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Sale 38 Lot 289

A CAPTAIN FORESEES HIS DEATH AT GETTYSBURG Chilling war-date soldier's A.L.S., 10pp. 8vo., "Near Ashby's Gap", July 21, 1863 in which Capt. Edgar A. Burpee of Co. I, 19th Maine relates to his sister the regiment's actions at Gettysburg and the realized premonition of death made by his best friend, Capt. George D. Smith at that battle. In part: "...I can imagine just how you all felt when you heard I was wounded...My wounds were very slight indeed especially the one in my wrist, yet had the ball went through I should have lost my hand...The rebs came down in three columns and though our batteries played into them as fast as possible, yet they would close up as if only on parade yelling and firing all the time. When the right of the 3rd corps retreated, the enemy wasn't more than 25 yards from their line...when they saw our line retreating, they thought the day was theirs. One of their color bearers came out to the front of their line and kept dipping his infernal rag at us...it seemed as if our corps must give way. Then our regiment lay on their faces with guns all loaded waiting the order forward - nearly the whole division rose as once and we gave the rebs a few pills that made their heads and stomachs of some of them ache...our batteries opened at the same time and in 15 minutes' time there was hardly a Johnny to be seen...The line of blue like a whiplash swept before the enemy before it. When we charged down the hill, the beggars Skedaddled for dear life...But when we were relieved and had roll call and learned who were killed and wounded, I could hardly keep from crying and then to learn that our much loved Capt. Smith was dying made my anguish much keener...All along our march I am reminded of him, all he has ever said to me keeps coming to my mind...All this spring he has kept telling about going home in Sept on a furlough and what he was going to do when we arrived next to Gettysburg...[to] say he had done something for his country. I have his account book and his blood is on some of its leaves...The rebels we took prisoners...called us the 'Butterfly Corps' for the reason that we fly around so. They didn't expect we were there when we advanced...We are marching now towards Culpepper...Pigs - hens - fruit have to suffer for the men steal all they can get. [The men] laid in with the band to go up to headquarters and play so loud generals shouldn't hear the squeaking and everything. Well the band struck up and the boys took after the pigs and the more the noise the louder the band would play until some 10 or 15 piggies were mustered into our service. Wasn't that cute? Soldiers are funny boys, ain't they?...". Incredibly, in the 19th Maine Regimental, the author relates the following about what Captain Burpee wrote in a letter prior to Gettysburg. Burpee was talking about his friend Capt. Smith: "...You remember Capt. Smith, yourself and myself, lay in a little shelter tent together. Capt. Smith said, 'I think we are on the eve on a terrible battle, and I fear I should be killed or wounded'. I said 'Don't think that way we all feel as if we might get hit'. He replied, 'No; but I have a presentment that something is going to happen to me and I hope I should be prepared to die". Three days later, Smith fell on the battlefield at Gettysburg, mortally wounded on July 2nd, and dying at 1 am on July 3rd. Very good to fine condition, a superb letter.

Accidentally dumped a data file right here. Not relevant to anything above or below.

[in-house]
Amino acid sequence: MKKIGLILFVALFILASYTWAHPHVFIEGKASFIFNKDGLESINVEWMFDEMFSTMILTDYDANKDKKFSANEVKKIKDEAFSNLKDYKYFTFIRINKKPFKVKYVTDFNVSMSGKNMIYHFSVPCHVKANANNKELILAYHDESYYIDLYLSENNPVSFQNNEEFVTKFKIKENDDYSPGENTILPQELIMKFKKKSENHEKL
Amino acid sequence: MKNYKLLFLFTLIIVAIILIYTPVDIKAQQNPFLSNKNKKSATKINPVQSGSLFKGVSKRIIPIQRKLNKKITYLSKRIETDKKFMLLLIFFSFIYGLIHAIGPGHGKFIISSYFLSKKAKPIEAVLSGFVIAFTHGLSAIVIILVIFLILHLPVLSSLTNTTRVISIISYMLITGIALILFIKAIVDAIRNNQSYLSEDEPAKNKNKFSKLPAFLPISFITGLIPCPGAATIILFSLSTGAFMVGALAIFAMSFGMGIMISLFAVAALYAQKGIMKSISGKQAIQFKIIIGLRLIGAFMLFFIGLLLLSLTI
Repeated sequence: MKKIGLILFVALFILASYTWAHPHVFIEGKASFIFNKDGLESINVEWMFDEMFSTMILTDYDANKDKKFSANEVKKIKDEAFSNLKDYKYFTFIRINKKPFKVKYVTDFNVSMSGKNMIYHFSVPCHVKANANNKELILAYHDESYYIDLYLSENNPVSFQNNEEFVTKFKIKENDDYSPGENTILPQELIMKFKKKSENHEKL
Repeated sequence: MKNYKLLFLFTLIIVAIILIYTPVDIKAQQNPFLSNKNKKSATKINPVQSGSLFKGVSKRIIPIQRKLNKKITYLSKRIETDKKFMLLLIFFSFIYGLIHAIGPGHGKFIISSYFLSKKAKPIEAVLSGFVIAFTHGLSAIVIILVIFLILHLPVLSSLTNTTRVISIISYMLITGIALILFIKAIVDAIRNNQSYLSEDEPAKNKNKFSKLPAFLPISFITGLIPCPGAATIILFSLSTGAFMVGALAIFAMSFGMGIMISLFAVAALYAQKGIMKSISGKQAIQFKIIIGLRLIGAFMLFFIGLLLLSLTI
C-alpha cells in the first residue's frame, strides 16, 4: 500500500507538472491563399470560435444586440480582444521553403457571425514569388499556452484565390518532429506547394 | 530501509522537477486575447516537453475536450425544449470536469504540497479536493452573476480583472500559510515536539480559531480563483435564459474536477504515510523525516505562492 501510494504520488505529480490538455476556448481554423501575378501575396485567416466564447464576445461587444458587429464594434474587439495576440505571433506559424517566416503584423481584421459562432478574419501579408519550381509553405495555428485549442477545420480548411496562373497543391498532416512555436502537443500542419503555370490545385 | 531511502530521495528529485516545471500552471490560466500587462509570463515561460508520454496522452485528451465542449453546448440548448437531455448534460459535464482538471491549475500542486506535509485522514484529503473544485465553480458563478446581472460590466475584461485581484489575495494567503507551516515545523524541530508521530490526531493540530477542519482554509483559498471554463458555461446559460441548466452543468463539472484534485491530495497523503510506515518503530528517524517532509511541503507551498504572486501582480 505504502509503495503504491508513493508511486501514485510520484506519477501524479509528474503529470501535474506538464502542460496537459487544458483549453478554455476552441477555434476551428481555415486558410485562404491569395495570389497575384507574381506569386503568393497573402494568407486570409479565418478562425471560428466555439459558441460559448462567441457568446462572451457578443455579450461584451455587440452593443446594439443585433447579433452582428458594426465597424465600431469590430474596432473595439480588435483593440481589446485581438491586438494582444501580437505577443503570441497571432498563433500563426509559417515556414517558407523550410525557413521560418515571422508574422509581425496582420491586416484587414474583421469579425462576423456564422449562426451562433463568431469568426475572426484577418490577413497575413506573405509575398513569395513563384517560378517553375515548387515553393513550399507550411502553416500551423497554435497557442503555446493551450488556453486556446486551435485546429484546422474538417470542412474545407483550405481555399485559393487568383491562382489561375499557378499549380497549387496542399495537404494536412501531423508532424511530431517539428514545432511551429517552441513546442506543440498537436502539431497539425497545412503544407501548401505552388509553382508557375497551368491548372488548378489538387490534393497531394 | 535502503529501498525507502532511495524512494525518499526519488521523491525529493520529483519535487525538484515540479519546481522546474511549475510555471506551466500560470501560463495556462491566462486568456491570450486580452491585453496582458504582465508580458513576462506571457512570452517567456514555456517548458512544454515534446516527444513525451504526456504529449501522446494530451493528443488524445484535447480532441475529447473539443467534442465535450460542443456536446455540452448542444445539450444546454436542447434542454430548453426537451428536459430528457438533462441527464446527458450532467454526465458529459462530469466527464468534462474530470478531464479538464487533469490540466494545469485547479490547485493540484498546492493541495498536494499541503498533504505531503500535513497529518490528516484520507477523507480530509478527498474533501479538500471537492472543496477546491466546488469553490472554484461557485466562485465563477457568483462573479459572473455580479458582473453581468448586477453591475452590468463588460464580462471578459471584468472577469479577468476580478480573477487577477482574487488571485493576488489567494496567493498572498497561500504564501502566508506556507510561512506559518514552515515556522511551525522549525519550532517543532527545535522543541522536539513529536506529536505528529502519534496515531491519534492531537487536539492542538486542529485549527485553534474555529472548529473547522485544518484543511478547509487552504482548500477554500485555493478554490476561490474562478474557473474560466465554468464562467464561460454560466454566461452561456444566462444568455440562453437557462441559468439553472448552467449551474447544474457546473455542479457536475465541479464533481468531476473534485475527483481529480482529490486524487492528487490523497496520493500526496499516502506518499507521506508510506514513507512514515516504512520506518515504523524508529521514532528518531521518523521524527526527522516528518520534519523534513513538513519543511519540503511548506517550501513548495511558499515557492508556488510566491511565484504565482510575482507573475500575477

Estimate $ 2,500-3,500

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